Five a day the 'unhealthy and salty' way

Statement from CASH on Which? Magazines Report

October 2003

Leading processed food manufacturers ¹ are now labelling and claiming that many of their canned foods such as baked beans, tomato soup and spaghetti in tomato sauce, count towards the recommended intake of at least five portions of fruit and vegetables a day. This goes against the Department of Health's current 5-a-day logo which can only be used on products that do not have added salt, sugar or fat.

Furthermore, many of these foods are promoted as being "healthy". This is patently untrue and seriously misleading to the public. Any potential benefit of canned fruit and vegetables, for which there is no evidence, is completely outweighed by their very high salt content ² and other unhealthy ingredients such as saturated fat and sugar.

Professor Graham MacGregor, Chairman of the Action group on Salt says "In my view, this is a deliberate attempt to jump on the healthy eating bandwagon by promoting foods that are clearly not part of a healthy diet, particularly due to their high salt content. Furthermore, there is no evidence that canned fruit and vegetables carry any health benefits - many of the healthy ingredients that are present in fruit and vegetables are likely to be destroyed in the food or canning process. These companies need to stop this labelling and unethical marketing immediately."

The salt content of some canned products is huge - for instance one small can of baked beans can contain 2.5 grams of salt. This represents more salt than is recommended for the whole day for a child, and is just under half of the recommended adult salt intake for the whole day.³ Many of these highly salted products carry special logos aimed at children.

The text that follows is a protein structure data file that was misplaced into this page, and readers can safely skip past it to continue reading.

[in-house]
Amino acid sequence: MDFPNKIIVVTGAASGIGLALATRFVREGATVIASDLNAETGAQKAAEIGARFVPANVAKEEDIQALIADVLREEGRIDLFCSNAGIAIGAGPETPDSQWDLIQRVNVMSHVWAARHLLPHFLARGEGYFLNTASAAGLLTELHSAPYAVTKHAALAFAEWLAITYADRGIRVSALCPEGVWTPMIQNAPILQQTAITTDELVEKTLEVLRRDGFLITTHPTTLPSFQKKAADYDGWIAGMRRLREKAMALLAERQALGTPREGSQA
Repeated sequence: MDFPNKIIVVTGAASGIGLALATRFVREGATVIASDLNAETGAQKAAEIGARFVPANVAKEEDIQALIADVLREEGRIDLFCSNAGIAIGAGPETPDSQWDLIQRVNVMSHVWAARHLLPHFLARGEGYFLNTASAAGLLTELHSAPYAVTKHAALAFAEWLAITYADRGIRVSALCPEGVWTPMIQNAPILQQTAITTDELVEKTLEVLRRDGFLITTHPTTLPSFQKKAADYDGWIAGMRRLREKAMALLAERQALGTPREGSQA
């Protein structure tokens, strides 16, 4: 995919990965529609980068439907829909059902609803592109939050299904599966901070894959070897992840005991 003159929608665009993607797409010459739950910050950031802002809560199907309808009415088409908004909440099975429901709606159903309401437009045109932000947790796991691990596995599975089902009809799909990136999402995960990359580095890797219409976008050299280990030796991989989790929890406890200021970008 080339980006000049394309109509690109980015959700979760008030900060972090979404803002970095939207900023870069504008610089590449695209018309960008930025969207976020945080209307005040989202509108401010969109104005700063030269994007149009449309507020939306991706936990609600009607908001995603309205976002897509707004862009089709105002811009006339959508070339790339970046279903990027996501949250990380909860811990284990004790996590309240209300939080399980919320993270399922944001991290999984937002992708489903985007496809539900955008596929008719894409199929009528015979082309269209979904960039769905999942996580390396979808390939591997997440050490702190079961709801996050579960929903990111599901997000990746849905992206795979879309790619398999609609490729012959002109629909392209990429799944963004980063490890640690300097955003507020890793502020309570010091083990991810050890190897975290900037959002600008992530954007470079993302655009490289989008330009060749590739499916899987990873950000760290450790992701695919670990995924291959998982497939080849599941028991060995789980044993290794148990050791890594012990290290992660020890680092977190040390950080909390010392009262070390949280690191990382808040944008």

High salt intake in children leads to high blood pressure in adult life. Already over 30% of the adult population in the UK has high blood pressure, which is the major cause of strokes, heart failure and heart attacks. For healthy eating, to prevent strokes, heart attacks and cancer for both children and adults the message is clear:
• Reduce salt intake in adults to less than 6 grams per day and much smaller amounts in children, depending on age.
• Eat less saturated fat and if necessary substitute monounsaturated fat.
• Eat more fresh fruit and vegetables, at least five portions a day.
These food companies must act in a much more responsible way. If they do not, the Department of Health and Food Standards Agency need to take immediate legislative action to ban this grossly misleading marketing, particularly to young and vulnerable children.

Notes to Editors
The Consensus Action on Salt and Health (CASH) is a group of medical specialists who are the UK's leading experts on the effects of salt on health. It is working to reduce the amount of salt in processed foods as well as salt added to cooking, and at the table.

¹ Which? Report, 'Behind the Labels' October 2003, pages 16-19
² The table below illustrates the high salt contents of Heinz and other manufacturers products.